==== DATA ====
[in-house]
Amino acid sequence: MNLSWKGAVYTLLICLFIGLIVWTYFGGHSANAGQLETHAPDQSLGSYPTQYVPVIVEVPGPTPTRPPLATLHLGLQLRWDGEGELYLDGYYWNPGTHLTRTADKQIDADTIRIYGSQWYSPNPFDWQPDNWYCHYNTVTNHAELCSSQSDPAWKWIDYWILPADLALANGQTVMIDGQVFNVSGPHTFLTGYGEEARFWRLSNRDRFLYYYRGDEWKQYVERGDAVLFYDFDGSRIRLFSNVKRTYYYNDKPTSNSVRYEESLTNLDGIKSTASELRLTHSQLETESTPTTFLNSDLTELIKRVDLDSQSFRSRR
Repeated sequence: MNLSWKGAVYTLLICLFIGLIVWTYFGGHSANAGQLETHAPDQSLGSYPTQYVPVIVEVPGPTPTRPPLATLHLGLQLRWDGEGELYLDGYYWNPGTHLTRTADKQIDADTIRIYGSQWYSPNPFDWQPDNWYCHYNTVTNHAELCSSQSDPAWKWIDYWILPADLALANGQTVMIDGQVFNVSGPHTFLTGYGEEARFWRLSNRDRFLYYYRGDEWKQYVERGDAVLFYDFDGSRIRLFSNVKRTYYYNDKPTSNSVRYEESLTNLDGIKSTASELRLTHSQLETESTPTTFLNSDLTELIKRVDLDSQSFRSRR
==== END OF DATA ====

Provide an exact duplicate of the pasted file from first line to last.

[in-house]
Amino acid sequence: MNLSWKGAVYTLLICLFIGLIVWTYFGGHSANAGQLETHAPDQSLGSYPTQYVPVIVEVPGPTPTRPPLATLHLGLQLRWDGEGELYLDGYYWNPGTHLTRTADKQIDADTIRIYGSQWYSPNPFDWQPDNWYCHYNTVTNHAELCSSQSDPAWKWIDYWILPADLALANGQTVMIDGQVFNVSGPHTFLTGYGEEARFWRLSNRDRFLYYYRGDEWKQYVERGDAVLFYDFDGSRIRLFSNVKRTYYYNDKPTSNSVRYEESLTNLDGIKSTASELRLTHSQLETESTPTTFLNSDLTELIKRVDLDSQSFRSRR
Repeated sequence: MNLSWKGAVYTLLICLFIGLIVWTYFGGHSANAGQLETHAPDQSLGSYPTQYVPVIVEVPGPTPTRPPLATLHLGLQLRWDGEGELYLDGYYWNPGTHLTRTADKQIDADTIRIYGSQWYSPNPFDWQPDNWYCHYNTVTNHAELCSSQSDPAWKWIDYWILPADLALANGQTVMIDGQVFNVSGPHTFLTGYGEEARFWRLSNRDRFLYYYRGDEWKQYVERGDAVLFYDFDGSRIRLFSNVKRTYYYNDKPTSNSVRYEESLTNLDGIKSTASELRLTHSQLETESTPTTFLNSDLTELIKRVDLDSQSFRSRR